Age, Biography and Wiki
José E. Serrano (José Enrique Serrano) was born on 24 October, 1943 in Mayagüez, Puerto Rico, is a politician. Discover José E. Serrano’s Biography, Age, Height, Physical Stats, Dating/Affairs, Family and career updates. Learn How rich is He in this year and how He spends money? Also learn how He earned most of networth at the age of 80 years old?
|Popular As||José Enrique Serrano|
|Age||80 years old|
|Born||24 October 1943|
|Birthplace||Mayagüez, Puerto Rico|
We recommend you to check the complete list of Famous People born on 24 October.
He is a member of famous politician with the age 80 years old group.
José E. Serrano Height, Weight & Measurements
At 80 years old, José E. Serrano height not available right now. We will update José E. Serrano’s Height, weight, Body Measurements, Eye Color, Hair Color, Shoe & Dress size soon as possible.
|Body Measurements||Not Available|
|Eye Color||Not Available|
|Hair Color||Not Available|
Dating & Relationship status
He is currently single. He is not dating anyone. We don’t have much information about He’s past relationship and any previous engaged. According to our Database, He has no children.
|Children||5, including José|
José E. Serrano Net Worth
His net worth has been growing significantly in 2022-2023. So, how much is José E. Serrano worth at the age of 80 years old? José E. Serrano’s income source is mostly from being a successful politician. He is from New York. We have estimated
José E. Serrano’s net worth
, money, salary, income, and assets.
|Net Worth in 2023||$1 Million – $5 Million|
|Salary in 2023||Under Review|
|Net Worth in 2022||Pending|
|Salary in 2022||Under Review|
|Source of Income||politician|
José E. Serrano Social Network
Serrano criticized Brazil’s president Jair Bolsonaro. In March 2019, he and 29 other Democratic lawmakers wrote a letter to Secretary of State Mike Pompeo that read in part, “Since the election of far-right candidate Jair Bolsonaro as president, we have been particularly alarmed by the threat Bolsonaro’s agenda poses to the LGBTQ+ community and other minority communities, women, labor activists, and political dissidents in Brazil”.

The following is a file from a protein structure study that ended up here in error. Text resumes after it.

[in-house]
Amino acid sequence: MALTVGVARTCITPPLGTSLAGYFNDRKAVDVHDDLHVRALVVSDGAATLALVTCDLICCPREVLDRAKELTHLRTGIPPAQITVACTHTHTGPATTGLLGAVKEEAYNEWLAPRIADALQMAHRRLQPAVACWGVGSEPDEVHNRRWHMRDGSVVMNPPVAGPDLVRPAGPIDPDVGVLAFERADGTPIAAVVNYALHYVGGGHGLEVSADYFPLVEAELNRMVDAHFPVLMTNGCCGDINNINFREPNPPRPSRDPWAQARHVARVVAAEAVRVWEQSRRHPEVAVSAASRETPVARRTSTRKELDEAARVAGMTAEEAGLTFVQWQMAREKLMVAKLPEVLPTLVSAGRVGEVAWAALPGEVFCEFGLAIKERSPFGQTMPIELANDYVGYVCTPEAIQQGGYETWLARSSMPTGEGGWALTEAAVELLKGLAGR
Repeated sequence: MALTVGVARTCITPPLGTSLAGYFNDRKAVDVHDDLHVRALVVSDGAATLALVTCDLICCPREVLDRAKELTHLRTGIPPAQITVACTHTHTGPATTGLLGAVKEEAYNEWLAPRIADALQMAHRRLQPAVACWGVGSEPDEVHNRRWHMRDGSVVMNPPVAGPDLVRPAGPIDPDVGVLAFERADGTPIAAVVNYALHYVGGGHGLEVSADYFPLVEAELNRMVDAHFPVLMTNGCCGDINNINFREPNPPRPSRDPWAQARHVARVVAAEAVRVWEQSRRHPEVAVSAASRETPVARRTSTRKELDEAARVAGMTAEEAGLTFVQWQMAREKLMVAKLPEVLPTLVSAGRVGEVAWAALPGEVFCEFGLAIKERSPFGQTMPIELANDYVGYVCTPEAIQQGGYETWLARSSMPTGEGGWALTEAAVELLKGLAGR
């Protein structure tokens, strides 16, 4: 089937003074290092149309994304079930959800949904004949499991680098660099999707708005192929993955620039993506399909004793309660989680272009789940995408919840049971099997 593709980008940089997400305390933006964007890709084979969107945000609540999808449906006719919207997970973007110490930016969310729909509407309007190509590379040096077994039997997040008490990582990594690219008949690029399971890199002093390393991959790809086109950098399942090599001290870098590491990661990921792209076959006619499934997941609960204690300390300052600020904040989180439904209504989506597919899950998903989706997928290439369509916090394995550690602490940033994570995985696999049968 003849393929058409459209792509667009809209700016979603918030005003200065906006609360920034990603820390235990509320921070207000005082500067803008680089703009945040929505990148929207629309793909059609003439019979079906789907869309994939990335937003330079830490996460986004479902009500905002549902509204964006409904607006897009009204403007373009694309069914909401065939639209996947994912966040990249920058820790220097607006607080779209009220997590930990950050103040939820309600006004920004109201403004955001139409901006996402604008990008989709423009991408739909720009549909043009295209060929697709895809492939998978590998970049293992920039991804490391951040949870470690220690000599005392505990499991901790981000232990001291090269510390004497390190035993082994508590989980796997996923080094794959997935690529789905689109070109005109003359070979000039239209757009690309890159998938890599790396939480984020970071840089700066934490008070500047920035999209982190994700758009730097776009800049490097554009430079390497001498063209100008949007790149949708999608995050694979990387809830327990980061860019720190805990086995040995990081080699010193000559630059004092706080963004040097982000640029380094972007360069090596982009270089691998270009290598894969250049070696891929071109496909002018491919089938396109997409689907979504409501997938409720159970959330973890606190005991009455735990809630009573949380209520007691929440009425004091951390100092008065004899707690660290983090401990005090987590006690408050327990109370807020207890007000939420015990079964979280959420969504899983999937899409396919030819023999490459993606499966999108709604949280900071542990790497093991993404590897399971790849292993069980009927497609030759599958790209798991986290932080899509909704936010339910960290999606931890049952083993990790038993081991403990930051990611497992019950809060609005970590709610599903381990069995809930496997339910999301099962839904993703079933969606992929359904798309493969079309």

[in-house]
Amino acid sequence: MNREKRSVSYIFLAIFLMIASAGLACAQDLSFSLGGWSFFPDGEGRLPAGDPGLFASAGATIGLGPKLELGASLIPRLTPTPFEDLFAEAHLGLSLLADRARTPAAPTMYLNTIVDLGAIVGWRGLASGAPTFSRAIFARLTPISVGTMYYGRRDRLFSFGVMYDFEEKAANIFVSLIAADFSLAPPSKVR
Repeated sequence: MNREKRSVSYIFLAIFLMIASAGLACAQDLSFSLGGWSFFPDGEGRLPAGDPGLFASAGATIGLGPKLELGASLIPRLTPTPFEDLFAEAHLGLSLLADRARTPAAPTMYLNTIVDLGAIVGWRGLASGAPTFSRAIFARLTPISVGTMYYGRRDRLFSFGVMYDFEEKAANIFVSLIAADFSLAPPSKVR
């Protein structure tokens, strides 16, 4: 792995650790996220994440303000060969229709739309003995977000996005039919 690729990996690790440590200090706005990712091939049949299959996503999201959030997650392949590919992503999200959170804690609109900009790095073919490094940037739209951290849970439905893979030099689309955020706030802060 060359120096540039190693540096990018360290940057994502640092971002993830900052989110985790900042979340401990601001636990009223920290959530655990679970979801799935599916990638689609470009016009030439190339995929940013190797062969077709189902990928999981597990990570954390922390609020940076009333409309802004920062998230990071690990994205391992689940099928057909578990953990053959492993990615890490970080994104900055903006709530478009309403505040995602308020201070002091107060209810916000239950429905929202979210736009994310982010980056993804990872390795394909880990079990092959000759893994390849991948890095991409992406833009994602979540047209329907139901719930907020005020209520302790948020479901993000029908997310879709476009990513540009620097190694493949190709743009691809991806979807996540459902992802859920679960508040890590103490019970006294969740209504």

In March 2019, Serrano announced that he would not seek re-election in 2020 because he had been diagnosed with Parkinson’s disease.
In March 2019, Serrano announced that he had been diagnosed with Parkinson’s disease and would not seek re-election in 2020.
Serrano paid attention to local environmental issues in New York, with a particular focus on constructing greenways, acquiring parklands, and cleaning up the Bronx River, which ran through his district. Recently a beaver was discovered swimming in the river for the first time in 200 years, something seen as a testament to his efforts. In 2007, he engineered the purchase of the last privately-owned island in New York harbor—South Brother Island—for preservation in perpetuity by the City of New York as a wildlife refuge for rare shorebirds.
Serrano was one of three New York-area congressmen on the House Appropriations Committee, the others being Nita Lowey of the 18th district and Grace Meng of the 6th district. At the end of his tenure, he was the ranking member of the Appropriations Subcommittee on Financial Services, having previously served as the chair. As chairman, he successfully engineered the inclusion of language in the 2007 omnibus spending bill that guaranteed the extension of the 50 State Quarters program to include the minting of six additional quarters to honor the District of Columbia and the five United States territories, including Serrano’s native Puerto Rico.
On November 18, 2005, Serrano was one of three members of the House of Representatives to vote in favor of immediate withdrawal of American troops from Iraq. The other two votes were from Cynthia McKinney of Georgia and Robert Wexler of Florida.